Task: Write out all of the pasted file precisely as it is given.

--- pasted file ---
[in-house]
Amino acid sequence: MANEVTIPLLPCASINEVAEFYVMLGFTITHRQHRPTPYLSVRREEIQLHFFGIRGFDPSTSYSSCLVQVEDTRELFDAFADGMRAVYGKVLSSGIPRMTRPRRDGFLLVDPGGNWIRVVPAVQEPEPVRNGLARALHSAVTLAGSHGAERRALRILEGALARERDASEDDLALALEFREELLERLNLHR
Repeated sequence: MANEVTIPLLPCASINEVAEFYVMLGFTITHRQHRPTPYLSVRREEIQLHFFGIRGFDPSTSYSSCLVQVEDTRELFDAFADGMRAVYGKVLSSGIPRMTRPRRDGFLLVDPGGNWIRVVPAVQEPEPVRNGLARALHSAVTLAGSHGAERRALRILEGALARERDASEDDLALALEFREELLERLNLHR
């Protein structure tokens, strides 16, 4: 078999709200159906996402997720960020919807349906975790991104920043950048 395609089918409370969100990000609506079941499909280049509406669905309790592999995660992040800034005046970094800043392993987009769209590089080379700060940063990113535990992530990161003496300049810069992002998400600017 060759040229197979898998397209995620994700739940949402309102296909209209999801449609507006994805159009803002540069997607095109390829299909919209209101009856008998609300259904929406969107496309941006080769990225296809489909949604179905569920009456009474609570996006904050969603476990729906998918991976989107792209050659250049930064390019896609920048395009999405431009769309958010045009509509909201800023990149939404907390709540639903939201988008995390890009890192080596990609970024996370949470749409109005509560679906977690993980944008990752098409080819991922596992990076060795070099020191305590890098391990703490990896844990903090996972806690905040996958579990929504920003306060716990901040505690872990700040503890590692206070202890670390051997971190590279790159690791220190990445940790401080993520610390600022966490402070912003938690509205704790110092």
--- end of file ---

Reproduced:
[in-house]
Amino acid sequence: MANEVTIPLLPCASINEVAEFYVMLGFTITHRQHRPTPYLSVRREEIQLHFFGIRGFDPSTSYSSCLVQVEDTRELFDAFADGMRAVYGKVLSSGIPRMTRPRRDGFLLVDPGGNWIRVVPAVQEPEPVRNGLARALHSAVTLAGSHGAERRALRILEGALARERDASEDDLALALEFREELLERLNLHR
Repeated sequence: MANEVTIPLLPCASINEVAEFYVMLGFTITHRQHRPTPYLSVRREEIQLHFFGIRGFDPSTSYSSCLVQVEDTRELFDAFADGMRAVYGKVLSSGIPRMTRPRRDGFLLVDPGGNWIRVVPAVQEPEPVRNGLARALHSAVTLAGSHGAERRALRILEGALARERDASEDDLALALEFREELLERLNLHR
């Protein structure tokens, strides 16, 4: 078999709200159906996402997720960020919807349906975790991104920043950048 395609089918409370969100990000609506079941499909280049509406669905309790592999995660992040800034005046970094800043392993987009769209590089080379700060940063990113535990992530990161003496300049810069992002998400600017 060759040229197979898998397209995620994700739940949402309102296909209209999801449609507006994805159009803002540069997607095109390829299909919209209101009856008998609300259904929406969107496309941006080769990225296809489909949604179905569920009456009474609570996006904050969603476990729906998918991976989107792209050659250049930064390019896609920048395009999405431009769309958010045009509509909201800023990149939404907390709540639903939201988008995390890009890192080596990609970024996370949470749409109005509560679906977690993980944008990752098409080819991922596992990076060795070099020191305590890098391990703490990896844990903090996972806690905040996958579990929504920003306060716990901040505690872990700040503890590692206070202890670390051997971190590279790159690791220190990445940790401080993520610390600022966490402070912003938690509205704790110092």